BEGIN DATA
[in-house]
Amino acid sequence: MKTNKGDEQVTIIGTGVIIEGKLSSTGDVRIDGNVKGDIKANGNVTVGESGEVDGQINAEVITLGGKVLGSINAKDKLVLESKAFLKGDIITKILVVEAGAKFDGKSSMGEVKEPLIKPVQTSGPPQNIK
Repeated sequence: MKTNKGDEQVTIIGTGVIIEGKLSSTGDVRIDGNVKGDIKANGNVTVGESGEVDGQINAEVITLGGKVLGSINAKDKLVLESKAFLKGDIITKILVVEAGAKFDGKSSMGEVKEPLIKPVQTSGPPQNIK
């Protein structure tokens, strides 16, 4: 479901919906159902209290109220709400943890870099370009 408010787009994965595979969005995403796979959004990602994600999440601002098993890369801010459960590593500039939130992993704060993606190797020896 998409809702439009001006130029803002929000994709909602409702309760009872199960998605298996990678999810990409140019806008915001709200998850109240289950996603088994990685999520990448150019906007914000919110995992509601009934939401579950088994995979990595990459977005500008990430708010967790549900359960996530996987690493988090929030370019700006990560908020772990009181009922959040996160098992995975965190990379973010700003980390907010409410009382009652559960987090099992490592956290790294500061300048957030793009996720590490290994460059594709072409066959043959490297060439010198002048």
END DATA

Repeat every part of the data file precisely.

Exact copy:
[in-house]
Amino acid sequence: MKTNKGDEQVTIIGTGVIIEGKLSSTGDVRIDGNVKGDIKANGNVTVGESGEVDGQINAEVITLGGKVLGSINAKDKLVLESKAFLKGDIITKILVVEAGAKFDGKSSMGEVKEPLIKPVQTSGPPQNIK
Repeated sequence: MKTNKGDEQVTIIGTGVIIEGKLSSTGDVRIDGNVKGDIKANGNVTVGESGEVDGQINAEVITLGGKVLGSINAKDKLVLESKAFLKGDIITKILVVEAGAKFDGKSSMGEVKEPLIKPVQTSGPPQNIK
């Protein structure tokens, strides 16, 4: 479901919906159902209290109220709400943890870099370009 408010787009994965595979969005995403796979959004990602994600999440601002098993890369801010459960590593500039939130992993704060993606190797020896 998409809702439009001006130029803002929000994709909602409702309760009872199960998605298996990678999810990409140019806008915001709200998850109240289950996603088994990685999520990448150019906007914000919110995992509601009934939401579950088994995979990595990459977005500008990430708010967790549900359960996530996987690493988090929030370019700006990560908020772990009181009922959040996160098992995975965190990379973010700003980390907010409410009382009652559960987090099992490592956290790294500061300048957030793009996720590490290994460059594709072409066959043959490297060439010198002048």